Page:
2010 Annual Report
1a.Objectives (from AD-416)
Existing packing factor data are of unknown reliability and are widely mistrusted in the industry. Accurate data are required for government-mandated inventory control and are a crucial component of new quality management systems being developed to enable source verification in the grain handling industry. The current Farm Bill requires the Risk Management Agency (RMA) to determine the efficacy and accuracy of current pack factors and, as a result, they desire ARS to evaluate their existing packing factor data.
The new data and model developed in this research will improve the scientific basis for predicting pack factor in stored grain. We will define, for the first time, uncertainty in predicted pack factors from the old method as well as from the new model. We will produce a user-friendly, windows-based software that can be used by farmers, elevator managers, and government officials. The software will allow the user to enter needed measurements and materials for the bin and quality factors for the stored grain. This tool will calculate the average pack factor for the bin and will provide accurate estimates of the confidence intervals for those pack factors.
The objective of the project is to refine and validate a procedure with known accuracy, based on measurable physical parameters, for determining the packing of grains within upright storage structures. Factors identified for the study are:
1. structural shape and size
2. bin wall type
3. type of grain
4. time in storage
5. the impact of facility aeration systems
6. bulk density (test weight) of the incoming grain
7. moisture content of the grain
8. additional factors such as broken material and fines in the grain
1b.Approach (from AD-416)
The major variables affecting stored grain packing are grain type, moisture content, test weight, and bin geometry and dimensions. Variation across different regions of the U.S. must also be investigated as well as other minor factors. In order to avoid the excessive cost from experimentally determining pack factors for all grains under all conditions, we plan to use science-based modeling to reduce the total amount of data required to achieve valid results. Physical properties will be measured in the laboratory to use as inputs for modeling. A preliminary model for determining pack factor for a wide range of grains and bins has been developed and is currently being calibrated in limited experiments. We will calibrate and validate this model by measuring pack for selected grains in bins spread over the major grain producing regions of the U.S. Calibrating the model instead of developing pack factors from field measurements alone will allow us to reduce the number of bins measured from tens of thousands to several hundred. Confidence intervals will be established from the field measurements and used to characterize the predictions of the new model and will be compared to confidence intervals determined for the old method.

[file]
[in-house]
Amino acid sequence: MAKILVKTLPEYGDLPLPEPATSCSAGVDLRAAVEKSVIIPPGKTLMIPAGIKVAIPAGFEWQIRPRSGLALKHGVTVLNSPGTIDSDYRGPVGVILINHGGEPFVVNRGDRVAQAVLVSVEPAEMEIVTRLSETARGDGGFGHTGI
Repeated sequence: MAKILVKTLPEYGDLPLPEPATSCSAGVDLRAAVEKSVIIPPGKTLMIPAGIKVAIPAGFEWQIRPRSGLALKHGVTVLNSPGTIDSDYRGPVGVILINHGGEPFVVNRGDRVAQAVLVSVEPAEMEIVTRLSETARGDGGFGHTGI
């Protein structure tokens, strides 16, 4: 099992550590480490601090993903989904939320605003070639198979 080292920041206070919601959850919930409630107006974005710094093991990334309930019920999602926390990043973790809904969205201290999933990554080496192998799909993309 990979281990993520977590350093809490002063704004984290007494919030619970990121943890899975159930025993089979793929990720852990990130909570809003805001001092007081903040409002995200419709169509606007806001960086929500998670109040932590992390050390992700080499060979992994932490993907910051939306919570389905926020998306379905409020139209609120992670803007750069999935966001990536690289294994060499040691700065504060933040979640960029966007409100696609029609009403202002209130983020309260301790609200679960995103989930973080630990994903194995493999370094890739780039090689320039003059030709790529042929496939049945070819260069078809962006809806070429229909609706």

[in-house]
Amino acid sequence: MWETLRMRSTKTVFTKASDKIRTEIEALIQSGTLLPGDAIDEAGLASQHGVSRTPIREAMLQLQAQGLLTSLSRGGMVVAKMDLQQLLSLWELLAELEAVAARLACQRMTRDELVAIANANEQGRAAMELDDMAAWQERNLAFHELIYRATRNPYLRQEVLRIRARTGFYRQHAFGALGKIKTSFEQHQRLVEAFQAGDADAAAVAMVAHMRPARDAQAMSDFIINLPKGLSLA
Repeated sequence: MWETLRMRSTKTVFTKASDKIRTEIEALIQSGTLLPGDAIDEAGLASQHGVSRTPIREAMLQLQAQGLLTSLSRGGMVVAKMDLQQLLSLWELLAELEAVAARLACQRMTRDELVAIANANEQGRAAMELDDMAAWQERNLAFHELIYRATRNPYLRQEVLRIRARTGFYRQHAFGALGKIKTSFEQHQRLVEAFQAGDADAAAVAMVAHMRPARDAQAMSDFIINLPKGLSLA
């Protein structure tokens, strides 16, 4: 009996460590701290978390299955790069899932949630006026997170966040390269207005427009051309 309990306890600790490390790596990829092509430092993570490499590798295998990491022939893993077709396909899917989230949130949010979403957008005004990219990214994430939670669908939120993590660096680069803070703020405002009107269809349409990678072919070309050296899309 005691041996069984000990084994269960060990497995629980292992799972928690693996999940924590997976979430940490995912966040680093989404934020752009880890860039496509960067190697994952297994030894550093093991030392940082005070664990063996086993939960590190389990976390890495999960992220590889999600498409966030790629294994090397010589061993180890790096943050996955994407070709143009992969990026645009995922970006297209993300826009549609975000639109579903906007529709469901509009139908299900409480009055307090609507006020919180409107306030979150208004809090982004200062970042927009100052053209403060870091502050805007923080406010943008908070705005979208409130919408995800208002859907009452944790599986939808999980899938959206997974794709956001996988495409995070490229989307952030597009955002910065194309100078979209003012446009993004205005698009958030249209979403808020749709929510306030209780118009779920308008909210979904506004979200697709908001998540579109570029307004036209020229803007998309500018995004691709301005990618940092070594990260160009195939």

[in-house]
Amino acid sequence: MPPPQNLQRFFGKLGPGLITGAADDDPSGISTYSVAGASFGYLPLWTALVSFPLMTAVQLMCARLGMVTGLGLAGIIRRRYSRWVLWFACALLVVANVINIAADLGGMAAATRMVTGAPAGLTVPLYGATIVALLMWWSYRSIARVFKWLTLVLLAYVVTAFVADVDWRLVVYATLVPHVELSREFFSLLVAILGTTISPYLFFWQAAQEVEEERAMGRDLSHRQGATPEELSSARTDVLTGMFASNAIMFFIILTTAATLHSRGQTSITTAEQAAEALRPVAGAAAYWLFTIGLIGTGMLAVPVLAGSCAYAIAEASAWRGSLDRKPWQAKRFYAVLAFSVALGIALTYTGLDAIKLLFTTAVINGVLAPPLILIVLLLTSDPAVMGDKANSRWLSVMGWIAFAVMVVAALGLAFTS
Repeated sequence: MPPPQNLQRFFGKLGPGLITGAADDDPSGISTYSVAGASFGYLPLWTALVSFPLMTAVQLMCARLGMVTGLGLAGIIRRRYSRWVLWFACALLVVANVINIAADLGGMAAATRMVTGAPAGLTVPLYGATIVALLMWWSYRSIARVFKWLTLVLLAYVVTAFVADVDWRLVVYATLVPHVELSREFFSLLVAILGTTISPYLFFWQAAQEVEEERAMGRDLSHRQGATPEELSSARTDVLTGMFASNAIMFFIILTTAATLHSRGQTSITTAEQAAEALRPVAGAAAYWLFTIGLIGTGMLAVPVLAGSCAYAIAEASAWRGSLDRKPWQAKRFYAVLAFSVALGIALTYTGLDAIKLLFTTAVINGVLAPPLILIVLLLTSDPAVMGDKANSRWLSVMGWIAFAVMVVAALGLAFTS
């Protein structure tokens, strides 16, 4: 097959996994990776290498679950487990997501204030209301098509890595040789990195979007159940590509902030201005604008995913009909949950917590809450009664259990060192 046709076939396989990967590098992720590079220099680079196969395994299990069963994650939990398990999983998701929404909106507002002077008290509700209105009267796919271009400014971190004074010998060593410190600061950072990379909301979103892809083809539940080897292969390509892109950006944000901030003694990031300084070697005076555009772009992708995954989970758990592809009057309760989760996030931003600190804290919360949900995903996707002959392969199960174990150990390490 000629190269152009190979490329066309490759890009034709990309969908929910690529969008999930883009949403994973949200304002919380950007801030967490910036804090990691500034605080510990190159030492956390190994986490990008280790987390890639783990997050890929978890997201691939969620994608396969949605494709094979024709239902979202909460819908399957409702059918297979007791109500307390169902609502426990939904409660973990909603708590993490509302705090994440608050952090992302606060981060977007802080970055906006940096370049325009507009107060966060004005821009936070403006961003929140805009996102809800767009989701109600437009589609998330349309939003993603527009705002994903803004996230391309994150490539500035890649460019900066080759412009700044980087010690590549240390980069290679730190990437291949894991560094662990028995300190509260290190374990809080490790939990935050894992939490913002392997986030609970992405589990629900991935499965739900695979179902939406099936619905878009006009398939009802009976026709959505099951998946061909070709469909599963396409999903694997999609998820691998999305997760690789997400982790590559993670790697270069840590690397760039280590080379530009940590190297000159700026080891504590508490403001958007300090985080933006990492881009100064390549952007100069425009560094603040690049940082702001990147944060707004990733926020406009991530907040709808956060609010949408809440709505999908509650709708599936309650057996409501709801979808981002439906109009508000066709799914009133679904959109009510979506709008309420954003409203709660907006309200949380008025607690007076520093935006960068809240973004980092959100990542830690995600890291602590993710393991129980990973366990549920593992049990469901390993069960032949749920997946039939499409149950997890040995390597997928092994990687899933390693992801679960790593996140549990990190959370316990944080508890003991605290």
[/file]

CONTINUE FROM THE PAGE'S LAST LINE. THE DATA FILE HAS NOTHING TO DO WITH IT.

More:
Field exercises were conducted at the University of Kentucky Animal Research Center and the USDA ARS research facility in Manhattan, Kansas. Five metal bins ranging in size from 10,000 bu to 27,000 bu and containing corn or wheat were measured in Kentucky. The weight, moisture content, and test weight of every load in and out was obtained from grain tickets to establish the true inventory. Inventory was determined following National Crop Insurance Services (NCIS) and Farm Service Agency (FSA) protocols by four trained personnel. The measurements showed a general trend of larger absolute differences for larger grain volumes and larger percentage differences for smaller grain volumes. In the bins with normal loading, the differences between measurements by different personnel was small in one case (1%), but fairly large (about 8%) in the other two bins. The average difference due to measurement with the cone versus the leveled measurement was less than 2% on three bins with normal loading.
Twenty-four popular HRW wheat variety samples from the leading HRW wheat producing states have been delivered to the University of Kentucky Granular Mechanics Laboratory to undergo compressibility tests. The selected varieties have been prioritized with a set of varieties that minimally covers all the fundamental variables and composite sample types for an initial analysis. The computer model for predicting compaction of granular materials stored in bins was modified with a more flexible system for entering surface conditions to determine cone volume. In addition, work has begun on porting the entire computer model code to Visual Basic.